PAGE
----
As for the energy, a 1 kg weight over 1 meters stores 2.7 mWh of energy. Long case clocks were built with power reserves of 30 hours, since they needed re-adjusting every day. With more accurate mechanisms, they were built with power reserves up to 8 days. Beyond that, they started building them with electromechanical kickers instead of weights. Torsion pendulum clocks use far less energy, with the escapement changing direction every 10-20 seconds since the oscillation rate is not set by gravity, and those were built with coiled springs with enough energy to last 400 days.

        1. As for the winding mechanism itself – again not knowing exactly how they were built – as simple version is to have two wheels. One is driven by the winding ratchet, the other drives the clock, and a loose chain loops around both wheels. The chain droops down between the wheels, pulled down by the weight riding on a pulley, so when the driving wheel is rotated by the bellows, it lifts up, and the driven wheel lets it sink down as the escapement runs, thus enabling continuous or intermittent winding without disturbing the clock.

          Of course the force on the driven wheel is continuously changing because there’s a slight extra pull on the chain whenever the weight is lifted, so the escapement needs to be adjusted a little slow to account for the occasional tugs on the chain. The difference is neglible, because the escapement probably isn’t accurate enough to begin with, and the clock needs re-adjusting every few days or weeks.

      1. Park it in the hallway of your house (where most ‘grandfather clocks’ had their place of old), and you’d get more temperature changes. Unless you never have visitors and never leave the house.

    1. Don’t they? Or do you mean purely using atmospheric pressure, rather than how these use ambient pressure as a relative reference compared to the expansion of another working fluid. I think you’d need a pressure gradient (another fluid or a vaccuum) for work to be done, but I could be wrong.

  3. It’s fascinating that the Atmos clock can run for years without human intervention, but torsion pendulum clocks are not know for accuracy, and it’s doubtful that it would keep decent time for a year. The only way to make such a clock accurate is to keep it in a temperature-controlled environment, which defeats the self-winding function.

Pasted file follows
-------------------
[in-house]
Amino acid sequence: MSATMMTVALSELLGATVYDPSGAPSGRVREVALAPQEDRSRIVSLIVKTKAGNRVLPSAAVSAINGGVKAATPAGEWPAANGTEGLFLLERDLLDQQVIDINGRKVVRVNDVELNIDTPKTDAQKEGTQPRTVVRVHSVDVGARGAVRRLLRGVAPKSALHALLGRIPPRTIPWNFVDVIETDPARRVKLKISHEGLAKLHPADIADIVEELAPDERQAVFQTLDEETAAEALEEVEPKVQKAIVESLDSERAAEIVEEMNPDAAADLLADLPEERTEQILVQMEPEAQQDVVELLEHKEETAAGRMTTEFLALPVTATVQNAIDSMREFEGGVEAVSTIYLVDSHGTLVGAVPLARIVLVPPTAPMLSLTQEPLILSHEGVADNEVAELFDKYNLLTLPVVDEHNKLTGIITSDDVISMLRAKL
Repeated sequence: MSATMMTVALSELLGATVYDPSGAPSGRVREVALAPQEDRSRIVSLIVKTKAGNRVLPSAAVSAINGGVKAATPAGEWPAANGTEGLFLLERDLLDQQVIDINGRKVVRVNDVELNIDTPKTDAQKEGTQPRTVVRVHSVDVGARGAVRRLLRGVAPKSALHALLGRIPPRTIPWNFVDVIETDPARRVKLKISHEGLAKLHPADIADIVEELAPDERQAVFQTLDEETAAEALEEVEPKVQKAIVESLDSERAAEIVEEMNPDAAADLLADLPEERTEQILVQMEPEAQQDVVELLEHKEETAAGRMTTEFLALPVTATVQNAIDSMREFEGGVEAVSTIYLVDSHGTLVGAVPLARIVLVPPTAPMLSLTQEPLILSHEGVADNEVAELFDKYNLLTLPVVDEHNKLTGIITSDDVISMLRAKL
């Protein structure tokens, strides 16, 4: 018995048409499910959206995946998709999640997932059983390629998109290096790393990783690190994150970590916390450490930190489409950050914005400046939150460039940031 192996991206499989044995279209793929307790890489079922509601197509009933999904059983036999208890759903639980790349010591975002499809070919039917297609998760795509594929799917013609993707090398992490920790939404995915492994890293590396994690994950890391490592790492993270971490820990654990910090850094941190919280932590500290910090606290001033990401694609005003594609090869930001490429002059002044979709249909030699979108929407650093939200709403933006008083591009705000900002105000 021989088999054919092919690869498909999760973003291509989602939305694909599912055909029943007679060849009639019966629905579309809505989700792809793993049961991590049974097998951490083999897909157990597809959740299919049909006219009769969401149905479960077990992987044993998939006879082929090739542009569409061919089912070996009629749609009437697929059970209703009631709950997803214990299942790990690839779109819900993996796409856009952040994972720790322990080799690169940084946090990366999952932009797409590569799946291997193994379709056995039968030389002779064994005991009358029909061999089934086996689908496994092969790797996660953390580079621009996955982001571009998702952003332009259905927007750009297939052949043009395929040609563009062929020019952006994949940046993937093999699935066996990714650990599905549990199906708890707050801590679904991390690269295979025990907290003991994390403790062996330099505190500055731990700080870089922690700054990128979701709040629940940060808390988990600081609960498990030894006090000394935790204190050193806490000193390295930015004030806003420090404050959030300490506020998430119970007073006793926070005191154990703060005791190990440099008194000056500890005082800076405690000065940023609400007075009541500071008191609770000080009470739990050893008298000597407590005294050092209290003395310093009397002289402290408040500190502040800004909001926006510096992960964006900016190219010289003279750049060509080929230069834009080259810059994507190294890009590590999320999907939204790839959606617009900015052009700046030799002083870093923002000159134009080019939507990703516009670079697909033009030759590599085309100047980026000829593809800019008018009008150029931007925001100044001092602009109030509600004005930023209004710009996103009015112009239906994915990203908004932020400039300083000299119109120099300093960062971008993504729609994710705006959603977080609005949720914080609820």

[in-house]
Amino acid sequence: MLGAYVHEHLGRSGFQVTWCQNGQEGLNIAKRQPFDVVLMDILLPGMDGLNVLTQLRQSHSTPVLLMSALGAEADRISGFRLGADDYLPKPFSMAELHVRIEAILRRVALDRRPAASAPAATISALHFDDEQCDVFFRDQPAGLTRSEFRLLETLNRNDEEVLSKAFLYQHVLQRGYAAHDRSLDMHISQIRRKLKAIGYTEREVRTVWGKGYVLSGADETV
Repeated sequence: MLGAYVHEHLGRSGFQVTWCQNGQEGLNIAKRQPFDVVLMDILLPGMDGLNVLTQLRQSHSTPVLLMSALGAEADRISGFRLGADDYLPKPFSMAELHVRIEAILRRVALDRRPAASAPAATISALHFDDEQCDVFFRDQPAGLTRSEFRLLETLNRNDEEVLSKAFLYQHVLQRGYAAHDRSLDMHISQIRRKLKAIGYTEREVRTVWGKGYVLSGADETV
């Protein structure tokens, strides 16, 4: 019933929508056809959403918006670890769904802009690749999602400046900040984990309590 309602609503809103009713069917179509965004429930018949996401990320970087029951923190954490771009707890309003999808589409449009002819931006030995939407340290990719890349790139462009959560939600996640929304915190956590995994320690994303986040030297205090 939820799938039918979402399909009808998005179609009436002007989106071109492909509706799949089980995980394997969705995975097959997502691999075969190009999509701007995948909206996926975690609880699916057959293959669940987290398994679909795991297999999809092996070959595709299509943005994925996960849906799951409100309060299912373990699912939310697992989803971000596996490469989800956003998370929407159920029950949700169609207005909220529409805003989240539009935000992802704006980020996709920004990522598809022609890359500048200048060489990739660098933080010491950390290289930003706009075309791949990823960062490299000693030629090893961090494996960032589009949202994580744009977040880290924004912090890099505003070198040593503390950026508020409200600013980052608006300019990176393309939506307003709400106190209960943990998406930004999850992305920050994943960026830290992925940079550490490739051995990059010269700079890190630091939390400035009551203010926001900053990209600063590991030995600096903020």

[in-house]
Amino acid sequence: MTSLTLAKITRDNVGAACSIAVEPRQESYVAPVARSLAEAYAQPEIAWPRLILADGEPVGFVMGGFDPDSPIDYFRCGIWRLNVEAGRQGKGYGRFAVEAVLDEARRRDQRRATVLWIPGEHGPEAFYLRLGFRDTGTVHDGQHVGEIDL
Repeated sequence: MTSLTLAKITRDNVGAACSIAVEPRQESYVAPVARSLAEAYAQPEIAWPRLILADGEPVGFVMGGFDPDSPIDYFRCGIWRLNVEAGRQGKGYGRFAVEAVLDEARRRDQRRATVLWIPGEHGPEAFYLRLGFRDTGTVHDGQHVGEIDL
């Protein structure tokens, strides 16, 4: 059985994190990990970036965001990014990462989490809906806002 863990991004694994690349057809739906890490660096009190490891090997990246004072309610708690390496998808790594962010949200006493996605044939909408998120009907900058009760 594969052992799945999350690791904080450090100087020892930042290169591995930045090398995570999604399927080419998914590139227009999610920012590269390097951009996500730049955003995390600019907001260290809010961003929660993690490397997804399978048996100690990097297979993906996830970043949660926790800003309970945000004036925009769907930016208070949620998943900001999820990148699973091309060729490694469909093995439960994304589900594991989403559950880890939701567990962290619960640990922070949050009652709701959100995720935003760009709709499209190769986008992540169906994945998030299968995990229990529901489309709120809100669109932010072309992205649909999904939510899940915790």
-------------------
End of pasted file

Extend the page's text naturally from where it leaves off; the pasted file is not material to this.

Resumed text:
4. Not are they relatively expensive they cost a small fortune to clean and there is a waiting list.
    I have a minute repeater, Rolex’s are junk comparatively speaking. A nice repeater will set you back 20-30 K and they go up from there.

  5. The ideas here are wonderful but they don’t go the distance on the way to perfection. The perfect clock never accumulates error over time. (like sun-dials) It would be so cool to make a passive mechanical detection system that detects the lunar induced tidal changes and then compensates for it so as to make detecting solar tidal changes possible and then use that as a source to help gently tune clocks like this. Then one would have a self winding, self regulating clock that stays true to the actual time indefinately until the bearing wear out. :-) That would be a beautiful thing. Now that would be one hell of an engineering thesis project wouldn’t it?

      1. I found it on their site. Personally the idea any optical system staying functional for 10000 years is pretty extreme. I’d still look at tides. (Definitely playing arm-chair engineer here. Its easy for me to sit here and express opinions while they build a clock. I hope it works out well for them.) LLAP :-) 🦊

    1. >”self regulating clock that stays true to the actual time”

      But what is “actual time”? The length of the day is variable, so a clock that accurately and precisely measures steady intervals of time – actual time – is going to run out of sync.

      If you’re using astronomical time as your standard, then you have to deal with the fact that a second is not a second, and all your other definitions change with it. Like the definition of a Newton as kg-m/s^2 changes subtly when the earth’s rotation slows down, and all your weights and measures are shifting around depending on what day it is.

      1. Without getting into an argument of what “actual time” is, the best explanation I could find comes from the famous quote “Time is what clocks measure.”, which is probably circular, but for the sake of this context, I’m not concerned. Large stationary clocks that serve the local area almost invariably match up with the day/night cycle with one day being exactly the time it takes for the Sun to pass through the viewers prime meridian in the sky to the point in time when it does it again. Subdivisions are then made to get hours, minutes, and seconds. I know it isn’t “scientifically” precise but it is contextually precise and would be more than good enough for everyday use. Upon review, there apparently is a solar synchronization system with this clock, so it should be every bit as accurate over the centuries as any sundial. :-) 🦊